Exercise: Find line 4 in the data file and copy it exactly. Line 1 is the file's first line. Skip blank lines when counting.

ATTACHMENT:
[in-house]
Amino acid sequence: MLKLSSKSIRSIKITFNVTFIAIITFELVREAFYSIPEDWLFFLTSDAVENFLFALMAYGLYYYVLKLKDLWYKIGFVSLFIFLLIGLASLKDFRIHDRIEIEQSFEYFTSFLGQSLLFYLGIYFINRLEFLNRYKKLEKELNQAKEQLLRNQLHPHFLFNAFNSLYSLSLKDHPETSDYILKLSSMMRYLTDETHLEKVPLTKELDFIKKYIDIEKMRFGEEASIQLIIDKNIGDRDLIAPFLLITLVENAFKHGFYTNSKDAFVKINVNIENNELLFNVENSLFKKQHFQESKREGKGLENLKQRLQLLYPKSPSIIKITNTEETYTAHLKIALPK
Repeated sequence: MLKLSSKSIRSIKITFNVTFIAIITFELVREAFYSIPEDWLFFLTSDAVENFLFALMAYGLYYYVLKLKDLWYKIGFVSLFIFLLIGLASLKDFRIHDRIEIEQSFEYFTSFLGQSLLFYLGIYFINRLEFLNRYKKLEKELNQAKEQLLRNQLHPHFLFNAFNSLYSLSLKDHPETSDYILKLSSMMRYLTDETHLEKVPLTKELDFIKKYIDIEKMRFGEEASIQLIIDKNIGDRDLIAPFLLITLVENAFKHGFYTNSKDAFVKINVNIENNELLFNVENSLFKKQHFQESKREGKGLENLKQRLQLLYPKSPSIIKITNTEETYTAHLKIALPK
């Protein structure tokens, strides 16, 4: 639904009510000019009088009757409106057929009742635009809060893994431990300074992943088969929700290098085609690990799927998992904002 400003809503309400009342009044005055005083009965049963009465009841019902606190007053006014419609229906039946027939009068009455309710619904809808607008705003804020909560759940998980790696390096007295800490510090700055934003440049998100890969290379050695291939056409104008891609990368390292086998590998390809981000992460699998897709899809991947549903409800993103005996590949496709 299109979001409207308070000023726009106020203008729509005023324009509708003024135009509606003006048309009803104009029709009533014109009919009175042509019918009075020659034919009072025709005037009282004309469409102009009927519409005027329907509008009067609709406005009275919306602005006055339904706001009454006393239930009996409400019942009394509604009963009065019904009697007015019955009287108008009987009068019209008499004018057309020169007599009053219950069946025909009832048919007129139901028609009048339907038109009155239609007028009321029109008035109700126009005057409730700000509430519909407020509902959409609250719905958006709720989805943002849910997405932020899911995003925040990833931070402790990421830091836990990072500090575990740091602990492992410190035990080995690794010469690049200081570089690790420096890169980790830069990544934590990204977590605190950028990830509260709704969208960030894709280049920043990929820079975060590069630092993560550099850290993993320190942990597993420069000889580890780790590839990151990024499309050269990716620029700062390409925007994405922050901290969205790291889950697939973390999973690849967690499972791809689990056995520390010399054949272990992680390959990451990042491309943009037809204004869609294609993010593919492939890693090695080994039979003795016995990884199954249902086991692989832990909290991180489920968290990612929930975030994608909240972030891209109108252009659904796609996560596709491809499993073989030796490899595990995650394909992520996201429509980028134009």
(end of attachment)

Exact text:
């Protein structure tokens, strides 16, 4: 639904009510000019009088009757409106057929009742635009809060893994431990300074992943088969929700290098085609690990799927998992904002 400003809503309400009342009044005055005083009965049963009465009841019902606190007053006014419609229906039946027939009068009455309710619904809808607008705003804020909560759940998980790696390096007295800490510090700055934003440049998100890969290379050695291939056409104008891609990368390292086998590998390809981000992460699998897709899809991947549903409800993103005996590949496709 299109979001409207308070000023726009106020203008729509005023324009509708003024135009509606003006048309009803104009029709009533014109009919009175042509019918009075020659034919009072025709005037009282004309469409102009009927519409005027329907509008009067609709406005009275919306602005006055339904706001009454006393239930009996409400019942009394509604009963009065019904009697007015019955009287108008009987009068019209008499004018057309020169007599009053219950069946025909009832048919007129139901028609009048339907038109009155239609007028009321029109008035109700126009005057409730700000509430519909407020509902959409609250719905958006709720989805943002849910997405932020899911995003925040990833931070402790990421830091836990990072500090575990740091602990492992410190035990080995690794010469690049200081570089690790420096890169980790830069990544934590990204977590605190950028990830509260709704969208960030894709280049920043990929820079975060590069630092993560550099850290993993320190942990597993420069000889580890780790590839990151990024499309050269990716620029700062390409925007994405922050901290969205790291889950697939973390999973690849967690499972791809689990056995520390010399054949272990992680390959990451990042491309943009037809204004869609294609993010593919492939890693090695080994039979003795016995990884199954249902086991692989832990909290991180489920968290990612929930975030994608909240972030891209109108252009659904796609996560596709491809499993073989030796490899595990995650394909992520996201429509980028134009």